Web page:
26. 26. What does plagiarism look like? <ul><li>NY Times, Oct. 3, 2004: Spin City (original) </li></ul><ul><li>‘ From the vantage point of a bike, the city presents itself as a savorable panorama passing by at a speed somewhere between the blur outside a car window and the plodding pace of walking.’ </li></ul><ul><li>Gazette, July 2, 2009: Bicycle safety a hit-or-miss proposition in Springs (plagiarized sentence) </li></ul><ul><li>‘ From the vantage point of a bicycle, the city presents itself as a panorama passing by at a speed somewhere between the blur outside a car window and the plodding pace of walking.’ </li></ul><ul><li> </li></ul><ul><li>(accessed 08/20/09) </li></ul>
  27. 27. What does plagiarism look like? <ul><li>NY Times , April 26, 1987: New Zealanders thrive on U.S. sheep shearing (original) </li></ul><ul><li>‘ With a heave, John Burt pulled the sheep on its back and pinned it between his legs. Then, reaching for his clippers, he went to work.’ </li></ul><ul><li>Gazette , June 6, 2009: It's time for Colorado's sheep to get a trim (plagiarized sentences) </li></ul><ul><li>‘ With a little persuasion, Bob Schroth pulled the sheep onto its back and pinned it between his legs. Then, reaching for his clippers, he went to work.’ </li></ul><ul><li> </li></ul><ul><li>(accessed 08/20/09) </li></ul>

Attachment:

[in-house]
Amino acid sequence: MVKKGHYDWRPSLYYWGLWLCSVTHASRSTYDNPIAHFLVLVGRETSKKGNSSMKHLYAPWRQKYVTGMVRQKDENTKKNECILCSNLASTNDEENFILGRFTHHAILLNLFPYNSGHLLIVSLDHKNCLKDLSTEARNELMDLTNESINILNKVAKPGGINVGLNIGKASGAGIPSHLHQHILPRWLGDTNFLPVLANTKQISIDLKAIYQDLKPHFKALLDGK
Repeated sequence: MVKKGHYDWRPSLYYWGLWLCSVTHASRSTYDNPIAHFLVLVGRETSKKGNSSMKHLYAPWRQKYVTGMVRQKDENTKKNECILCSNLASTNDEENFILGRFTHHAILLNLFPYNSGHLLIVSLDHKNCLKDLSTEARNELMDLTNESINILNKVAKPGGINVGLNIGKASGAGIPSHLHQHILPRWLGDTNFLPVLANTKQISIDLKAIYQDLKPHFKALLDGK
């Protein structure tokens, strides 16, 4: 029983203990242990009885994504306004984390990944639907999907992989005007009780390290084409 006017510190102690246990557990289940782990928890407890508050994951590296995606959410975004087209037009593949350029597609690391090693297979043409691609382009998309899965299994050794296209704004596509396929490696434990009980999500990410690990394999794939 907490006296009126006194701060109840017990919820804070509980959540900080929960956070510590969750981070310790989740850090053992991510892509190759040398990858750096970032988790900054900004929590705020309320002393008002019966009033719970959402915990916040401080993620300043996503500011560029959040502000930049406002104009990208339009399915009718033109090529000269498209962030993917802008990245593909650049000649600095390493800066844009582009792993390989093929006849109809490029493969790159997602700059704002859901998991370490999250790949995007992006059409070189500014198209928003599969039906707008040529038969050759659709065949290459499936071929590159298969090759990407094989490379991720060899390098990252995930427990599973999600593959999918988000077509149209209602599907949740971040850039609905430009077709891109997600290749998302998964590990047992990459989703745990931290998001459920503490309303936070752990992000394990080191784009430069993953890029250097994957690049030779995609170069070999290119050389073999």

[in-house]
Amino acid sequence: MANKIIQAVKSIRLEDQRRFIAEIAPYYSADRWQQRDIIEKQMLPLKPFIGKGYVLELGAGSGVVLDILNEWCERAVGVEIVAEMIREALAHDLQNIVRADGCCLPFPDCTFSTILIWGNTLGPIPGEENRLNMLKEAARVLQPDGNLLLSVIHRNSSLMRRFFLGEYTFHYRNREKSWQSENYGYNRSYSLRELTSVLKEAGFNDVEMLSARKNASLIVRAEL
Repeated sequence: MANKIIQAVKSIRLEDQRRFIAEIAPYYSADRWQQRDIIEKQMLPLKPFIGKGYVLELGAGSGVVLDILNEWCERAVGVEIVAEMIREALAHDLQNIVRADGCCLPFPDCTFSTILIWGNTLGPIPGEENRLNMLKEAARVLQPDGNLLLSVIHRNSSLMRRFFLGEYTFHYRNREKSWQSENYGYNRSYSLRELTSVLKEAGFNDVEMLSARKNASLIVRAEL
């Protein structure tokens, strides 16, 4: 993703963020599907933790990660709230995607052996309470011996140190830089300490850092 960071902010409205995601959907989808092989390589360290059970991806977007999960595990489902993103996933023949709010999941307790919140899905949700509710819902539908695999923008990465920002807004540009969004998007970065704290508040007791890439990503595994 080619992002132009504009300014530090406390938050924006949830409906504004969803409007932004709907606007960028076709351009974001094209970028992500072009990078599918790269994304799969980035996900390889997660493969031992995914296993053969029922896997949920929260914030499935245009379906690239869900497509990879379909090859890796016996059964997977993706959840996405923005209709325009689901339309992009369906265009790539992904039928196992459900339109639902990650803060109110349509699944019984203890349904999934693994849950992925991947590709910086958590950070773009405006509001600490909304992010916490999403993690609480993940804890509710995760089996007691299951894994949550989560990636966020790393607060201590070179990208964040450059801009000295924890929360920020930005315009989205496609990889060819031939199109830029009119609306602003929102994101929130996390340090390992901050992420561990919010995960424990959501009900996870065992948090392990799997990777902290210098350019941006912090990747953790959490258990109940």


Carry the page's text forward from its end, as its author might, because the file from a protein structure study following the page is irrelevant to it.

28. 28. How is Plagiarism Investigated? (accessed 8/24/09)
  29. 29. (accessed 08/21/09)
  30. 30. <ul><li>‘ May is a second-year graduate student preparing the written portion of her qualifying exam. She incorporates whole sentences and paragraphs verbatim from several published papers. She does not use quotation marks, but the sources are suggested by statements like (see . . . for more details). </li></ul><ul><li>Additionally, the faculty on the qualifying exam committee note inconsistencies in the writing styles of different paragraphs of the text and check the sources.’ </li></ul><ul><li>What are the signs of plagiarism in this case? </li></ul><ul><li>What about the authors’ works from which are copied without credit? Is it fair? Is it ethical? </li></ul><ul><li>Adapted from ‘On Being a Scientist’ p. 18 </li></ul><ul><li> </li></ul><ul><li>(accessed 08/21/09) </li></ul>A Case Study